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THERE IS NO “I” IN TEAM: IMPACTS OF SURGICAL TEAM DYNAMICS ON OPERATIONAL PERFORMANCE AND CLINICAL OUTCOMES

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Date Issued:
2023
Abstract/Description:
While the complexities and challenges facing healthcare continue to grow, the focus on improving surgical practices remains constant. Possessing a strong influence over patient referral patterns, public reputation/prominence, and financial performance, surgical practices command heightened attention on operational performance and clinical outcomes. Executive leadership cannot support (nor improve) a surgical practice without comprehending the importance of team dynamics in the operating room (OR) environment. Previous literature offers mixed and incomplete results on themes of team familiarity and OR efficiency, frequently citing handoffs, late starts, and task disruptions as catalysts for negative performance. Studies routinely use historical interaction counts to measure team familiarity, which often neglect the degree of participation (engagement) across prior experiences. Similarly, counts of handoffs or individuals entering an OR do not offer an accurate assessment of team performance. Guided by historical studies, four hypotheses are presented and argue that enhancing surgical team dynamics yield favorable improvements for operational performance and clinical outcomes. Utilizing data from 9,049 neurologic surgery cases performed at two separate campuses (belonging to the same organization) over a three-year timeframe (March 2019 to November 2021), this study measures surgical team dynamics in a highly complex setting through the lens of case continuity and surgeon familiarity to assess key outputs: case scheduling errors (proxy for operational performance) and post-operative complications within 30-days of surgery (proxy for clinical outcomes).
Title: THERE IS NO “I” IN TEAM: IMPACTS OF SURGICAL TEAM DYNAMICS ON OPERATIONAL PERFORMANCE AND CLINICAL OUTCOMES.
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Name(s): Hasse, Christopher H. , author
Behara, Ravi S., Thesis advisor
Florida Atlantic University, Degree grantor
Department of Information Technology and Operations Management
College of Business
Type of Resource: text
Genre: Electronic Thesis Or Dissertation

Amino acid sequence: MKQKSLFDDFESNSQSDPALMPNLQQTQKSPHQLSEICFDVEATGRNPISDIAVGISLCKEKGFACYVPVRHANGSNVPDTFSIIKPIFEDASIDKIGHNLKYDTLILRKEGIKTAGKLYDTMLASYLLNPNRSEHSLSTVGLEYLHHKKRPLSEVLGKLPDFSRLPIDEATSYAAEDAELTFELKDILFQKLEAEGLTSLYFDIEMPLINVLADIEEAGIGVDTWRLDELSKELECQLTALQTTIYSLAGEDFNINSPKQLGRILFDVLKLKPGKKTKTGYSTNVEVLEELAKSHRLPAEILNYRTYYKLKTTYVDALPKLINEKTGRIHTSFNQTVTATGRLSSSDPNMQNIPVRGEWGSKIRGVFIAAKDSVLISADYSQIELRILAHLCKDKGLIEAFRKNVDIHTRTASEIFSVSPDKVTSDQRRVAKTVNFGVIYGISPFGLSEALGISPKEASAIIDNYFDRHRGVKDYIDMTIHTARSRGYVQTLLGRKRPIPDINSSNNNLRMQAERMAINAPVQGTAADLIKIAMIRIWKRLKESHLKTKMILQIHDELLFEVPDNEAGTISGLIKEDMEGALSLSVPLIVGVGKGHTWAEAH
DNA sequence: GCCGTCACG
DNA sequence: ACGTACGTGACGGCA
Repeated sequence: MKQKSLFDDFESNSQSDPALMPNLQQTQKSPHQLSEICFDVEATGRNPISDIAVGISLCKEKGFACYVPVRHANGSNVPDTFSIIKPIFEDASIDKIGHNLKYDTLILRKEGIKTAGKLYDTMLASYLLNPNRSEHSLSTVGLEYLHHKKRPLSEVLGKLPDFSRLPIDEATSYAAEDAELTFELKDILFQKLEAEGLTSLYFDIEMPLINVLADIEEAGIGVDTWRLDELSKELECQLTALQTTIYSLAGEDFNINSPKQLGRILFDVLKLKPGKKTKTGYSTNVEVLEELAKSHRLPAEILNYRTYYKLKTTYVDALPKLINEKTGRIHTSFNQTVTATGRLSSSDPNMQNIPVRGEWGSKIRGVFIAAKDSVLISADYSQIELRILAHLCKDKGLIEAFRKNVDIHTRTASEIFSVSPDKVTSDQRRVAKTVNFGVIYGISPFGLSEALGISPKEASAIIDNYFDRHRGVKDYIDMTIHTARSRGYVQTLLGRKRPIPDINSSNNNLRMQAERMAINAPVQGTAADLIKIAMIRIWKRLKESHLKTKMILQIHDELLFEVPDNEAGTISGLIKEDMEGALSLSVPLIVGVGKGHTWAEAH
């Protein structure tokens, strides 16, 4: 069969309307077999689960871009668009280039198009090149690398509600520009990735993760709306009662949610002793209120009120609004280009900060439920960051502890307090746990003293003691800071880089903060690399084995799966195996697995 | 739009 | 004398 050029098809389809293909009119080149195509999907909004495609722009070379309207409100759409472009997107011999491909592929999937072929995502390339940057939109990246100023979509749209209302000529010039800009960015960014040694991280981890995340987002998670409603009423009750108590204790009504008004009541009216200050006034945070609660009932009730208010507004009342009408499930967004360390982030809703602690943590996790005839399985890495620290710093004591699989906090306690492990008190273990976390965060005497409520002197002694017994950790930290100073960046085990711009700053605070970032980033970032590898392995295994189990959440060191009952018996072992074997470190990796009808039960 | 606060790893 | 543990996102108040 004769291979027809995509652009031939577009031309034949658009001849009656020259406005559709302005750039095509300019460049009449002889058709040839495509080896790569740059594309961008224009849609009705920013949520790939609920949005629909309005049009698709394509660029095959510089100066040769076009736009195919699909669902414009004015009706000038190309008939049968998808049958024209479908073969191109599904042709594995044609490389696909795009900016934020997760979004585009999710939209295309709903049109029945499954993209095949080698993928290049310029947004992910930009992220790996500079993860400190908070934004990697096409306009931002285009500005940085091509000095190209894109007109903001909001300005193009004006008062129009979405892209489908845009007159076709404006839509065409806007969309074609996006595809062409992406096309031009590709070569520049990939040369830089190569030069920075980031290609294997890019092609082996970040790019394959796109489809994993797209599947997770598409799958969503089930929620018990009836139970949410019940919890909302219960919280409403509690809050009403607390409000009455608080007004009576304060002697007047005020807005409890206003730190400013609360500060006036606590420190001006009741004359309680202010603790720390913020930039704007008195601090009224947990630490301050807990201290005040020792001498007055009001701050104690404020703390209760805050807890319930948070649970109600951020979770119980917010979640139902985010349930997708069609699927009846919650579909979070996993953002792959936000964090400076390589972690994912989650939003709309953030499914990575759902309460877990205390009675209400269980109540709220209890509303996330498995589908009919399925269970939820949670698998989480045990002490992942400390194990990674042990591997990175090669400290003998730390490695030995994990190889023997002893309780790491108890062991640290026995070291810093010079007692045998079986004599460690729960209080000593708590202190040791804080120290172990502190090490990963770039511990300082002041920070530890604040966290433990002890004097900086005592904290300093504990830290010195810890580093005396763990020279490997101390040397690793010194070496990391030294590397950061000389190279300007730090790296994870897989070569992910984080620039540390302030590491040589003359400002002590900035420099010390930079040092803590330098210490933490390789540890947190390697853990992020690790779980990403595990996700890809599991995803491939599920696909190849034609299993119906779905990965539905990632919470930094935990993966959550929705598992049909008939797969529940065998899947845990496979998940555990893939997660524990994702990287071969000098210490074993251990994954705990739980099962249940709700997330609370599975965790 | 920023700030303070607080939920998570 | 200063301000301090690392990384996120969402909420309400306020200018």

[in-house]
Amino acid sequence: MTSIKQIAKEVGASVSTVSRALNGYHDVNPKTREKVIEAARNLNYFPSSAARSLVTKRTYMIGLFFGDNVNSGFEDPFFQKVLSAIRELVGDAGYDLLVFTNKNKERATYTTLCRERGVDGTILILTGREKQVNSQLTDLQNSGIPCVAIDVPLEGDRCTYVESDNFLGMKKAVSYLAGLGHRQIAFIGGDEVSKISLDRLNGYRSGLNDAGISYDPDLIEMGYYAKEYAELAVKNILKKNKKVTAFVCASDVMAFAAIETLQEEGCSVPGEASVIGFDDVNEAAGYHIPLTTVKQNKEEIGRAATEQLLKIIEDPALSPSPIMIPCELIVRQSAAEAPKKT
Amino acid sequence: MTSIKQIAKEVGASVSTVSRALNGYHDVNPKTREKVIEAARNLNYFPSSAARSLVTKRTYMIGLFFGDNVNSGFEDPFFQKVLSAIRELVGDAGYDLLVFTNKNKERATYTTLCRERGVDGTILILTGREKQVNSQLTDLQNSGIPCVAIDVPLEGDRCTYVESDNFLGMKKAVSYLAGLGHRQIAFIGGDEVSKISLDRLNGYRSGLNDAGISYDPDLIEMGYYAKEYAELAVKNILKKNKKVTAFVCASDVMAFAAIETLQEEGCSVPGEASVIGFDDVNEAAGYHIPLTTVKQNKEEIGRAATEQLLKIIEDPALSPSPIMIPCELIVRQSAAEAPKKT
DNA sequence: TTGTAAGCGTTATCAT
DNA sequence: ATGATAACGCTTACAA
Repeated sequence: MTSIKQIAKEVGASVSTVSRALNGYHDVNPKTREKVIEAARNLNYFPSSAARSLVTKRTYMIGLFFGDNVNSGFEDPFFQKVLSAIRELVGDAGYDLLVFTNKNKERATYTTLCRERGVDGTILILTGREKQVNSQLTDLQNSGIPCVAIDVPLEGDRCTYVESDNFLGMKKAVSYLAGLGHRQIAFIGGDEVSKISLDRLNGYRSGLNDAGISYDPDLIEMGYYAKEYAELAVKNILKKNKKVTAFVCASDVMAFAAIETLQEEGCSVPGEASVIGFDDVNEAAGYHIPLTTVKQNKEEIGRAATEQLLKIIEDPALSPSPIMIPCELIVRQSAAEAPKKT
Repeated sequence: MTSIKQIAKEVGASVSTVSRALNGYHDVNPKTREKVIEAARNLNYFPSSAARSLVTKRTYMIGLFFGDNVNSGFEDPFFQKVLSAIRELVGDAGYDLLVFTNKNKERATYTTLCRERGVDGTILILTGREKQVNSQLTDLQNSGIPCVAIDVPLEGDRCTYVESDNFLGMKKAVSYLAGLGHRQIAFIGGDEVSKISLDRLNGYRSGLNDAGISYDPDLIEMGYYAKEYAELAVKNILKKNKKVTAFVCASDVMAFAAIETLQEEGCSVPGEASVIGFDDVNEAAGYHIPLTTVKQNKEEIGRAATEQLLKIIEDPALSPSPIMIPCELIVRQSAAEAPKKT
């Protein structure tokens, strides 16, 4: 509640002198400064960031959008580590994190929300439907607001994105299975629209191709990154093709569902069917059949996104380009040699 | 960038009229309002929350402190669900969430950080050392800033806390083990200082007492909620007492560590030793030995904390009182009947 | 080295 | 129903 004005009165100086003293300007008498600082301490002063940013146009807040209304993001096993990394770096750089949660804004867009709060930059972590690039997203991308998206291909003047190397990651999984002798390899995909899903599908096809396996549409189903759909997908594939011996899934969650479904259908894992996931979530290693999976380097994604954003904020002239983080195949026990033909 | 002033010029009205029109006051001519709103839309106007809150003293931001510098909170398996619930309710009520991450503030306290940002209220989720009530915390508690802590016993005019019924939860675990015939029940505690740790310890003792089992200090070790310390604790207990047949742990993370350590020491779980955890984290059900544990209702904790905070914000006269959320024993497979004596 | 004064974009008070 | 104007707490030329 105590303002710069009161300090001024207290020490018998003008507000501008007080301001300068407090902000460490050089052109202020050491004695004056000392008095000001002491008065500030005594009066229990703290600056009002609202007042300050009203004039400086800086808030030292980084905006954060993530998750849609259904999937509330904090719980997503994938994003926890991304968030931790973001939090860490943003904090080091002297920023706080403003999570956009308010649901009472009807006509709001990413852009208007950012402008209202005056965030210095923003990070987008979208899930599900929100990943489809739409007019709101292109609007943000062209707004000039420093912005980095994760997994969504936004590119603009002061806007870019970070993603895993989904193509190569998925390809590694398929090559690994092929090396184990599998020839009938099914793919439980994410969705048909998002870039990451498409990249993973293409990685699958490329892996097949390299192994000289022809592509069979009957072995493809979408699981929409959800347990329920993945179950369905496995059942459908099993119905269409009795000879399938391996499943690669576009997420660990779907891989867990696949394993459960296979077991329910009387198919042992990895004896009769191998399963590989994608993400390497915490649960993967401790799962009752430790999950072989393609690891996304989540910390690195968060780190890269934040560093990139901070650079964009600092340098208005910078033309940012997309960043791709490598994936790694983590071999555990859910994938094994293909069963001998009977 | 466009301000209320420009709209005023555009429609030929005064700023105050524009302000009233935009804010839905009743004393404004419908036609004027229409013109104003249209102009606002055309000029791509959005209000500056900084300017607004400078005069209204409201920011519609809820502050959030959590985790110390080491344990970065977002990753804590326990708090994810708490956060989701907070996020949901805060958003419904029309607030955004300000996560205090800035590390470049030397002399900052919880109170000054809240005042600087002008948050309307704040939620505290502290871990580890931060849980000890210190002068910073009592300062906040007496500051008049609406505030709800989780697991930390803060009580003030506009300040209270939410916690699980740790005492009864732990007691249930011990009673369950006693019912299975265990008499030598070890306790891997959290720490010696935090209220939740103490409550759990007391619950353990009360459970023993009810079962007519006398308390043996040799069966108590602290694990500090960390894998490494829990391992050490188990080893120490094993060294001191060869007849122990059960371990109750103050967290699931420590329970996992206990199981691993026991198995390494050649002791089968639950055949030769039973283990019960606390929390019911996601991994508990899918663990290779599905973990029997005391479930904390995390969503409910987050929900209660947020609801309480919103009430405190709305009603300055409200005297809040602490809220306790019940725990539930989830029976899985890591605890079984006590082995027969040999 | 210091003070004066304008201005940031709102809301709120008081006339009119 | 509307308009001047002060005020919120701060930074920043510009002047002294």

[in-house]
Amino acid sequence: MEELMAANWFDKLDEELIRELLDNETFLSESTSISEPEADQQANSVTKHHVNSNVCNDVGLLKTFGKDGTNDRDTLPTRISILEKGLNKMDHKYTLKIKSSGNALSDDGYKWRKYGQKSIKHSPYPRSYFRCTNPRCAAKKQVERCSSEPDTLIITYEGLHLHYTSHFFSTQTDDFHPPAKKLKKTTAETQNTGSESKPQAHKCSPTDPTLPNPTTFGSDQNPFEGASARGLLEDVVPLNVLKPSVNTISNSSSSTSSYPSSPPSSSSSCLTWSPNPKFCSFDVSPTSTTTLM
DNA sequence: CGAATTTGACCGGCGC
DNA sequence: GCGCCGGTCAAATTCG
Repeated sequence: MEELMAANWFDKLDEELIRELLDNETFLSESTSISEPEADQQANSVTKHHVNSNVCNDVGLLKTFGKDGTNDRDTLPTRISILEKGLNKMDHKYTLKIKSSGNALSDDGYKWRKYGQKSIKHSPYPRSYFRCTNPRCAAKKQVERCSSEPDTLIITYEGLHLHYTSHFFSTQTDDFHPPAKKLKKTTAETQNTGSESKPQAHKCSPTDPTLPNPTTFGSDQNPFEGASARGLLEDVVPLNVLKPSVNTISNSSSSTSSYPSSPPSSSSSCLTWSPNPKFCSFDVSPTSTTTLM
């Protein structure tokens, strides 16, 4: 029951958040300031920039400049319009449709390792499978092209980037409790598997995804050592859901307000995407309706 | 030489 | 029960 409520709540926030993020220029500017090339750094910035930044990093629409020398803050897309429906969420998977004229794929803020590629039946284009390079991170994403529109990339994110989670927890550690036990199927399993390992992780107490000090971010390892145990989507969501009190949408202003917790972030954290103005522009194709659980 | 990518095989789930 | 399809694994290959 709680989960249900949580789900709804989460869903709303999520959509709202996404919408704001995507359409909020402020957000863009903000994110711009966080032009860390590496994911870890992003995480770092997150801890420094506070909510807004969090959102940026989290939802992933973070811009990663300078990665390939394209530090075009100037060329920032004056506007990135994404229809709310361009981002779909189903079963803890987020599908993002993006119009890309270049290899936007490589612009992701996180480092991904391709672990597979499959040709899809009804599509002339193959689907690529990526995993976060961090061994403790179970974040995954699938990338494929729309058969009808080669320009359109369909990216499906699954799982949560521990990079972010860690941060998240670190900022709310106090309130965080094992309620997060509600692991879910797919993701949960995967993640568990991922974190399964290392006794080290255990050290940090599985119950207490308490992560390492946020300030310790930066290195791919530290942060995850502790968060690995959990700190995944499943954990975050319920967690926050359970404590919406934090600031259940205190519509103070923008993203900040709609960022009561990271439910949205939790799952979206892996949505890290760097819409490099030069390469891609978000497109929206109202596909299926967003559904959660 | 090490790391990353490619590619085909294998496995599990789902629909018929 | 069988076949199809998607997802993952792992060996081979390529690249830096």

Date Created: 2023
Date Issued: 2023
Publisher: Florida Atlantic University
Place of Publication: Boca Raton, Fla.
Physical Form: application/pdf
Extent: 119p.
Language(s): English
Abstract/Description: While the complexities and challenges facing healthcare continue to grow, the focus on improving surgical practices remains constant. Possessing a strong influence over patient referral patterns, public reputation/prominence, and financial performance, surgical practices command heightened attention on operational performance and clinical outcomes. Executive leadership cannot support (nor improve) a surgical practice without comprehending the importance of team dynamics in the operating room (OR) environment. Previous literature offers mixed and incomplete results on themes of team familiarity and OR efficiency, frequently citing handoffs, late starts, and task disruptions as catalysts for negative performance. Studies routinely use historical interaction counts to measure team familiarity, which often neglect the degree of participation (engagement) across prior experiences. Similarly, counts of handoffs or individuals entering an OR do not offer an accurate assessment of team performance. Guided by historical studies, four hypotheses are presented and argue that enhancing surgical team dynamics yield favorable improvements for operational performance and clinical outcomes. Utilizing data from 9,049 neurologic surgery cases performed at two separate campuses (belonging to the same organization) over a three-year timeframe (March 2019 to November 2021), this study measures surgical team dynamics in a highly complex setting through the lens of case continuity and surgeon familiarity to assess key outputs: case scheduling errors (proxy for operational performance) and post-operative complications within 30-days of surgery (proxy for clinical outcomes).
Identifier: FA00014137 (IID)
Degree granted: Dissertation (PhD)--Florida Atlantic University, 2023.
Collection: FAU Electronic Theses and Dissertations Collection
Note(s): Includes bibliography.
Subject(s): Surgery
Operating room personnel
Healthcare management
Persistent Link to This Record: http://purl.flvc.org/fau/fd/FA00014137
Use and Reproduction: Copyright © is held by the author with permission granted to Florida Atlantic University to digitize, archive and distribute this item for non-profit research and educational purposes. Any reuse of this item in excess of fair use or other copyright exemptions requires permission of the copyright holder.
Use and Reproduction: http://rightsstatements.org/vocab/InC/1.0/
Host Institution: FAU
Is Part of Series: Florida Atlantic University Digital Library Collections.